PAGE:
National DNA Day: Cracking the Code on Rare Diseases and Unlocking Hope

April 23, 2024

by Shruti Mitkus, Ph.D.

National DNA Day is celebrated each year on April 25th to commemorate the discovery of DNA’s double helical structure by James Watson and Francis Crick in 1953. The story around the events leading up to this momentous discovery is widely known. Today, I would like to reflect on how the mystery surrounding the discovery of DNA’s structure bears resemblance to the enigma that often surrounds rare diseases and what we can learn from the events leading up to the discovery.

Similar to the complexity and elusiveness of DNA’s structure, rare diseases are often shrouded in uncertainty and present complex challenges in diagnosis and treatment. With fewer patients affected than more common conditions and unknown genetic causes, accurate diagnosis and effective treatment for the vast majority of rare diseases remains elusive. Many families are therefore forced to travel down a long and prolonged path in search of answers, support and solutions.

Learn more:

Rare Disease Facts

Patient Support

Understanding, Discovery & Treatment

Complexity and Elusiveness

In 1868, Friedrich Miescher discovered DNA (which he called ‘nuclein’) and successfully isolated it from white blood cells. However, like most scientists of his time, Miescher believed that proteins were responsible for heredity, not DNA. This changed in 1944, when Oswald Avery’s groundbreaking experiments showed that DNA was responsible for passing traits from one generation to another. Despite this discovery, the structure of DNA remained elusive for decades, largely due to a lack of understanding on how a simple chemical molecule could carry out the complex activities needed for genetic transmission. It was not until 1953, with the dramatic announcement of its double-helical structure, that the mystery of DNA was finally solved.

Innovative thinking leads to DNA discovery

The breakthrough in understanding DNA’s double helix structure required exceptionally creative thinking and perseverance. DNA was notoriously difficult to handle experimentally, “tirelessly recalcitrant from a crystallographer’s view” (Sayre 1975). To overcome this, Francis and Crick relied heavily on Rosalind Franklin’s X­-ray crystallography pictures and managed to derive meaning where others before them had either not fully grasped the significance of the data or had outright failed. It has been speculated that what made Francis and Crick so creative was that unlike others, they took risks, persevered with repeated trial and error using their ball and stick models and continuously learnt from past failures, tweaking and altering the design to see if it “fit” the scientific data.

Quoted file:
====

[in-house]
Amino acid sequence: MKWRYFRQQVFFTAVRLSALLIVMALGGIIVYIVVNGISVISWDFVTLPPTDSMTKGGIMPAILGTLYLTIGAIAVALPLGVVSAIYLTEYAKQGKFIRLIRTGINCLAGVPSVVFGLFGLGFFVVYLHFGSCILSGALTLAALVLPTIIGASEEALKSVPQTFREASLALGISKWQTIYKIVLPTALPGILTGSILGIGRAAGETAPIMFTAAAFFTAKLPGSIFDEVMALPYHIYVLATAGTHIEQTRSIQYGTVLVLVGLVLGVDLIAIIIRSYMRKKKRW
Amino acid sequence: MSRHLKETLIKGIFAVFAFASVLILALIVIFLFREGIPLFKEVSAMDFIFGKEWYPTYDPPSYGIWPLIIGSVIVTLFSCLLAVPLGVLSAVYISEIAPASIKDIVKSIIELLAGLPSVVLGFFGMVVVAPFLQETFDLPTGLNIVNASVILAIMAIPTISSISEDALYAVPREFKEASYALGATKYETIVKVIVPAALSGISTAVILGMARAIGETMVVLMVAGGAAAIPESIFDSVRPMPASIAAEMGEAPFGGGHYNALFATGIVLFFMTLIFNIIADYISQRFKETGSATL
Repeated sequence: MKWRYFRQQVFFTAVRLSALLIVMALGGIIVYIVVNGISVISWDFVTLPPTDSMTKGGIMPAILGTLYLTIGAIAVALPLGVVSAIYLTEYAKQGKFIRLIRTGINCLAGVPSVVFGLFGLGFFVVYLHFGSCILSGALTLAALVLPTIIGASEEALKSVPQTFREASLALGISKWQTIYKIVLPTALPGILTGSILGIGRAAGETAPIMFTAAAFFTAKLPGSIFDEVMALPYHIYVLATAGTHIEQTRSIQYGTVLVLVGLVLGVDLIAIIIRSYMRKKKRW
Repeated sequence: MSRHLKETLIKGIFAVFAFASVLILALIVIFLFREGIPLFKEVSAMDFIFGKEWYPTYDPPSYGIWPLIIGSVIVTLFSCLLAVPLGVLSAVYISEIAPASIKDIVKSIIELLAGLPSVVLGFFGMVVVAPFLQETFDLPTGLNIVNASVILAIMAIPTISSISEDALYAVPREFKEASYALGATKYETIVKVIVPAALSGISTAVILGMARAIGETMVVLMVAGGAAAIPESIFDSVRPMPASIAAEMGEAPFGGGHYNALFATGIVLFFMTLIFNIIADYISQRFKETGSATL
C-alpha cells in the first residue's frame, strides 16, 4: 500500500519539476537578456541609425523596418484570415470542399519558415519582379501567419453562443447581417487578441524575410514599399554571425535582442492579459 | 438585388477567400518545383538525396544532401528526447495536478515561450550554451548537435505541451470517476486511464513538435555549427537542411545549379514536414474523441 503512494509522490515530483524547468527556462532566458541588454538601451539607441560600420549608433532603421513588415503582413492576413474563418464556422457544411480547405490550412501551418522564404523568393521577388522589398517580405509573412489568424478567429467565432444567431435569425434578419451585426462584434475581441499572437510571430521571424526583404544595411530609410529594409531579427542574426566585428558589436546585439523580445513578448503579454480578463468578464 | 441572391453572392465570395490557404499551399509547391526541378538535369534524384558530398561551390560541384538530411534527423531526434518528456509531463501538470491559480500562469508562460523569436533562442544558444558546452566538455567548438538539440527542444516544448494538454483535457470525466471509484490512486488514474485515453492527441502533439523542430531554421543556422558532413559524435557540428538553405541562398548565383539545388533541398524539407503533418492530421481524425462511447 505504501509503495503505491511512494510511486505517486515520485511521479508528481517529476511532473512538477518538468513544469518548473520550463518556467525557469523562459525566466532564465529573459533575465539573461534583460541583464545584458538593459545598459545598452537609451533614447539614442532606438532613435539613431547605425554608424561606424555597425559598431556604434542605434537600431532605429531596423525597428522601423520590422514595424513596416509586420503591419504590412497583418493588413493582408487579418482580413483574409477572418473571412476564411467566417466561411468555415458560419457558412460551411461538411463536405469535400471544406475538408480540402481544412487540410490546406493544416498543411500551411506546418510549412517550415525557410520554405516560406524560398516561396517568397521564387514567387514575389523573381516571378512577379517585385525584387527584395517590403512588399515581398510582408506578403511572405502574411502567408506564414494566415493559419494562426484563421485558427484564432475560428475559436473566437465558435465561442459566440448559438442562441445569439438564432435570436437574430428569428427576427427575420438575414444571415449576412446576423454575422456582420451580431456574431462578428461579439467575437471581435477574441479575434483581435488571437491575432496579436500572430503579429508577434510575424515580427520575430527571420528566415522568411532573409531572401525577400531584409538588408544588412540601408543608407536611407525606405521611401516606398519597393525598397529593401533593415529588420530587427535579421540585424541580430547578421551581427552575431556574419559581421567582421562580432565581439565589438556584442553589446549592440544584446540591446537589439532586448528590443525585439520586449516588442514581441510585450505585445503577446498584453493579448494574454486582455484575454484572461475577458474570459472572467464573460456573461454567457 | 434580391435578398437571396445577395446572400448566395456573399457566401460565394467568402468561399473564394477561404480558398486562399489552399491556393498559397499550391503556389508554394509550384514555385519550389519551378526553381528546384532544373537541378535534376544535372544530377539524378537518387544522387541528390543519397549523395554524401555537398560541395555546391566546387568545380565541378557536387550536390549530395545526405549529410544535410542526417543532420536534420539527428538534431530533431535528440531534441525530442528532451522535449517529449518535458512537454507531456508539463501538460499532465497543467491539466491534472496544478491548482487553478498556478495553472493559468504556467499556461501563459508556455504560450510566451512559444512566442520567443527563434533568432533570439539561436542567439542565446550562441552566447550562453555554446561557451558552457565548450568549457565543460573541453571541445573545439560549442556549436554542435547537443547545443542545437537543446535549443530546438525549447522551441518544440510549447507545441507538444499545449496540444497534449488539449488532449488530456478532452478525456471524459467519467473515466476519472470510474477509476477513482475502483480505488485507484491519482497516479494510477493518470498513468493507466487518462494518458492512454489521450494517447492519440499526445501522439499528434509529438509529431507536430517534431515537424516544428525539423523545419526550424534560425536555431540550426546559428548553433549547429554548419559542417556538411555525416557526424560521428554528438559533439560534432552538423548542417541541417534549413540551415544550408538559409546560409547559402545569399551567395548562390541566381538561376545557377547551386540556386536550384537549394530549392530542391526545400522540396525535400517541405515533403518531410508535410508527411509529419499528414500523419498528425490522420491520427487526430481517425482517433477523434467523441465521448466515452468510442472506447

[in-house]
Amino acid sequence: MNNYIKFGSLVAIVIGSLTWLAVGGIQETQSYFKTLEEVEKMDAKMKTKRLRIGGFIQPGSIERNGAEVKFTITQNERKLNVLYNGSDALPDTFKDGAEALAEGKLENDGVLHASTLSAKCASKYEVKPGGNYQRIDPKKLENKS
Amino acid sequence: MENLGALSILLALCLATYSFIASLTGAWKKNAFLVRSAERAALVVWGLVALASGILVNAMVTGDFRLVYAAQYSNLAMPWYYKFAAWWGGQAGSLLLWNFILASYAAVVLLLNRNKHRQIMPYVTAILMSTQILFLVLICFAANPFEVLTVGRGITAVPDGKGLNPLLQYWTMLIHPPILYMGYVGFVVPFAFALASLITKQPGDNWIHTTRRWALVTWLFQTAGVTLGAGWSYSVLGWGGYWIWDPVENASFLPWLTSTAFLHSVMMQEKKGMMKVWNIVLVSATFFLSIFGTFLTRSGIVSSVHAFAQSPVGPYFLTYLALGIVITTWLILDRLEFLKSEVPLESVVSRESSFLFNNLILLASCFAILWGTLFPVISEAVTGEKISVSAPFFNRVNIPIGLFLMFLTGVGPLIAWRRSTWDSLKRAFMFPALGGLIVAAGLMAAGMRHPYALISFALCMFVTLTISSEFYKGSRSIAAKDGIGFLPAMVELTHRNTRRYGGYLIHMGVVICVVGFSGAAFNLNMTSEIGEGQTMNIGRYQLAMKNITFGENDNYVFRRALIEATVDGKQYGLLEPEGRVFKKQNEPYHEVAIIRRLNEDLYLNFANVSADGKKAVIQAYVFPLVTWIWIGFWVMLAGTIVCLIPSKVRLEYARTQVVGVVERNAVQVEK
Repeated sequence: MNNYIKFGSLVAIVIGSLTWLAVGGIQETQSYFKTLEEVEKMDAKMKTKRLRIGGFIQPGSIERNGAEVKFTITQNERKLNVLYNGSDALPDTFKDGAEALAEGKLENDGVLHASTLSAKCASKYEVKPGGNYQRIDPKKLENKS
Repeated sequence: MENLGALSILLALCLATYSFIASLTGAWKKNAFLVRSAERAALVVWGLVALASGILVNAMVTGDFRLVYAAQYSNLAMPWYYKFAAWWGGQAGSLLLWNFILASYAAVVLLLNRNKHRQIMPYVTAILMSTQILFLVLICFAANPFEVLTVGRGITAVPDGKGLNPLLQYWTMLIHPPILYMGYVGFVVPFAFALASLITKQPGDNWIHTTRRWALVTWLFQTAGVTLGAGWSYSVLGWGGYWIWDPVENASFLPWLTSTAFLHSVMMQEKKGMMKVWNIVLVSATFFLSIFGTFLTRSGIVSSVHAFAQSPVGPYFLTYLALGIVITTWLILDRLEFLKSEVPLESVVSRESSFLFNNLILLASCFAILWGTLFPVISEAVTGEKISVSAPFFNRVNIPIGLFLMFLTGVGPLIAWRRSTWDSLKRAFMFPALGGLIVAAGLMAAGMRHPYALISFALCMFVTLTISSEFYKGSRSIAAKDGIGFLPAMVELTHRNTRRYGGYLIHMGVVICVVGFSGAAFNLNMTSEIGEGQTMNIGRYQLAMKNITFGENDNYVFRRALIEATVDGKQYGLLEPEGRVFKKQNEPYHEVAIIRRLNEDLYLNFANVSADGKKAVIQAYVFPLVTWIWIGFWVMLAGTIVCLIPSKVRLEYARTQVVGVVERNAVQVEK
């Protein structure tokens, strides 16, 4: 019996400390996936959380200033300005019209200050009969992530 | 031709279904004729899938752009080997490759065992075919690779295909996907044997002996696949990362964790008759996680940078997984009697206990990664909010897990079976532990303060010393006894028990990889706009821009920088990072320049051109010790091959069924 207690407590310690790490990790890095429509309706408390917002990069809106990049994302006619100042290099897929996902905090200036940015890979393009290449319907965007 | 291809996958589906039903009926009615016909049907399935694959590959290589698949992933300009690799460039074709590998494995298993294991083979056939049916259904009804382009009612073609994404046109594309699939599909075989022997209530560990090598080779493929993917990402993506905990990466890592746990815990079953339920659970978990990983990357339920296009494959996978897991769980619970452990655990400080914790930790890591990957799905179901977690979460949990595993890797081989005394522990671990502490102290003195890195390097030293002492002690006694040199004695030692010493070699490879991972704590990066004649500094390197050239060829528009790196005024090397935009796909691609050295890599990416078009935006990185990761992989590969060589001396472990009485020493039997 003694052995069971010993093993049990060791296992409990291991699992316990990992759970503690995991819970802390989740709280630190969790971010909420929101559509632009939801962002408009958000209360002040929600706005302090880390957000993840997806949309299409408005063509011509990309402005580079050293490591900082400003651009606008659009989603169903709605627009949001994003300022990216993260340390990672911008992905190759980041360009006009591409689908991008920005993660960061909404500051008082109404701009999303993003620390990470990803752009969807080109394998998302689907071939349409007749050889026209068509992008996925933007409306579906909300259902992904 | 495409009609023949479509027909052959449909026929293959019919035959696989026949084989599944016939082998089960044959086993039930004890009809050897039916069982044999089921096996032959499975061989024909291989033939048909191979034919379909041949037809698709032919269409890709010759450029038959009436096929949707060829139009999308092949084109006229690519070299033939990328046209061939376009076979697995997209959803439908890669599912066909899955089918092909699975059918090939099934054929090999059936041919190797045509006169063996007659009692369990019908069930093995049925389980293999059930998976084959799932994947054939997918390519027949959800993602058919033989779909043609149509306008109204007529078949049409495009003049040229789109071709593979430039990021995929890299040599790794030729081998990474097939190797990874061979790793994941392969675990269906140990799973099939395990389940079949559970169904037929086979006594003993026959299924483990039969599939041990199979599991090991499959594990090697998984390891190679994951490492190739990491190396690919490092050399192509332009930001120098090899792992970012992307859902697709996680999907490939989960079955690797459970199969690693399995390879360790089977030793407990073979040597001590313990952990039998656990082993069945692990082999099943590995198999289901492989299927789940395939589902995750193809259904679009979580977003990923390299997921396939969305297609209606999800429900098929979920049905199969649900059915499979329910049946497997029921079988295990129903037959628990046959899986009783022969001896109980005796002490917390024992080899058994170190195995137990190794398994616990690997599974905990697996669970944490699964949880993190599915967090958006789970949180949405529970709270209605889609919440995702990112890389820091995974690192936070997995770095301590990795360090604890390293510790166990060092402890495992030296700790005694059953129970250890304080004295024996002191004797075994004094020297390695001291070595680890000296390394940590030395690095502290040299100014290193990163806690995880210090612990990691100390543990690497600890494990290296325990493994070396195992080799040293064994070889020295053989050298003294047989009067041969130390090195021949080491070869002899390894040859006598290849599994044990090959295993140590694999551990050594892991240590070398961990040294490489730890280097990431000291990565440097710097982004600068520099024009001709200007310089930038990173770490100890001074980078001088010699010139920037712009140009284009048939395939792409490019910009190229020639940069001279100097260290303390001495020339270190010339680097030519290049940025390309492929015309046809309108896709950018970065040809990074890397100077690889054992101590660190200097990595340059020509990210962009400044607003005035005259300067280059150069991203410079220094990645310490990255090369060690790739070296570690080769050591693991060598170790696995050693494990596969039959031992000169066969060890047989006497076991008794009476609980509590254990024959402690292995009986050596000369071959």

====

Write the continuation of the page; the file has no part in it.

When Watson and Crick unveiled the double helix model of DNA, they ventured into uncharted scientific territory. Likewise, rare diseases represent unexplored frontiers in healthcare, where much remains to be done. Unraveling the mysteries of rare diseases demands pioneering research, unwavering tenacity in the face of failure and relentless pursuit of knowledge. Discovering the molecular basis of disease, getting accurate diagnostic assays, finding pathogenic gene variants, developing sensitive diagnostic assays, identifying biomarkers and meaningful endpoints, developing patient registries, conducting natural history studies and robust clinical trials, all while navigating funding headwinds may seem like insurmountable obstacles. Failure is always a possibility when working in a complex and challenging field like rare diseases but we cannot let the fear of failure or waiting for a perfect system keep us from persevering because the lives of 30 million people worldwide depend on it!